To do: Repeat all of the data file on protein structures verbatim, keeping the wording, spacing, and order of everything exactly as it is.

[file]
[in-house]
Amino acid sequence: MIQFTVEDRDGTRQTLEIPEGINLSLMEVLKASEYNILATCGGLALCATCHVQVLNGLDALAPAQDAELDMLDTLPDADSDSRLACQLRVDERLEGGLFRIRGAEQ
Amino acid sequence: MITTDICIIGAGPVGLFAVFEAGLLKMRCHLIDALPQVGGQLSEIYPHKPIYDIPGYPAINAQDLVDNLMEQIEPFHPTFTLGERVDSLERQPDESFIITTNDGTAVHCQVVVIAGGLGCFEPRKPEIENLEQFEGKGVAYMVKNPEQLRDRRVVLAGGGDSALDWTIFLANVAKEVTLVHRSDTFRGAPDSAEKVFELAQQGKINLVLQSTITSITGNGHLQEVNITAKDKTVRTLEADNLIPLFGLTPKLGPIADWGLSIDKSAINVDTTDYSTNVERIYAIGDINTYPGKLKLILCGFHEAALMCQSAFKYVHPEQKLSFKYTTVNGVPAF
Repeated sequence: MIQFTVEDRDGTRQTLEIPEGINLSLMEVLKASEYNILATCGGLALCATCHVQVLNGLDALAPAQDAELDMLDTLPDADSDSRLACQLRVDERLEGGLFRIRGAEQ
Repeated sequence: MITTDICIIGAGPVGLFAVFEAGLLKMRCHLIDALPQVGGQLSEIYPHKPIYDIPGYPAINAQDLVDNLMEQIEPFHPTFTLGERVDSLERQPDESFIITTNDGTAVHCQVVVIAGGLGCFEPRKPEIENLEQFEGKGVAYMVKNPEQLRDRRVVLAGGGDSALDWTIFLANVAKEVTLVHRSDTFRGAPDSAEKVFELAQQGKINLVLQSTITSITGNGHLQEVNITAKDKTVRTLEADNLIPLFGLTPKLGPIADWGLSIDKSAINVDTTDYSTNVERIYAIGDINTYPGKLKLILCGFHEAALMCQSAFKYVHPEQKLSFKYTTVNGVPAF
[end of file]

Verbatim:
[in-house]
Amino acid sequence: MIQFTVEDRDGTRQTLEIPEGINLSLMEVLKASEYNILATCGGLALCATCHVQVLNGLDALAPAQDAELDMLDTLPDADSDSRLACQLRVDERLEGGLFRIRGAEQ
Amino acid sequence: MITTDICIIGAGPVGLFAVFEAGLLKMRCHLIDALPQVGGQLSEIYPHKPIYDIPGYPAINAQDLVDNLMEQIEPFHPTFTLGERVDSLERQPDESFIITTNDGTAVHCQVVVIAGGLGCFEPRKPEIENLEQFEGKGVAYMVKNPEQLRDRRVVLAGGGDSALDWTIFLANVAKEVTLVHRSDTFRGAPDSAEKVFELAQQGKINLVLQSTITSITGNGHLQEVNITAKDKTVRTLEADNLIPLFGLTPKLGPIADWGLSIDKSAINVDTTDYSTNVERIYAIGDINTYPGKLKLILCGFHEAALMCQSAFKYVHPEQKLSFKYTTVNGVPAF
Repeated sequence: MIQFTVEDRDGTRQTLEIPEGINLSLMEVLKASEYNILATCGGLALCATCHVQVLNGLDALAPAQDAELDMLDTLPDADSDSRLACQLRVDERLEGGLFRIRGAEQ
Repeated sequence: MITTDICIIGAGPVGLFAVFEAGLLKMRCHLIDALPQVGGQLSEIYPHKPIYDIPGYPAINAQDLVDNLMEQIEPFHPTFTLGERVDSLERQPDESFIITTNDGTAVHCQVVVIAGGLGCFEPRKPEIENLEQFEGKGVAYMVKNPEQLRDRRVVLAGGGDSALDWTIFLANVAKEVTLVHRSDTFRGAPDSAEKVFELAQQGKINLVLQSTITSITGNGHLQEVNITAKDKTVRTLEADNLIPLFGLTPKLGPIADWGLSIDKSAINVDTTDYSTNVERIYAIGDINTYPGKLKLILCGFHEAALMCQSAFKYVHPEQKLSFKYTTVNGVPAF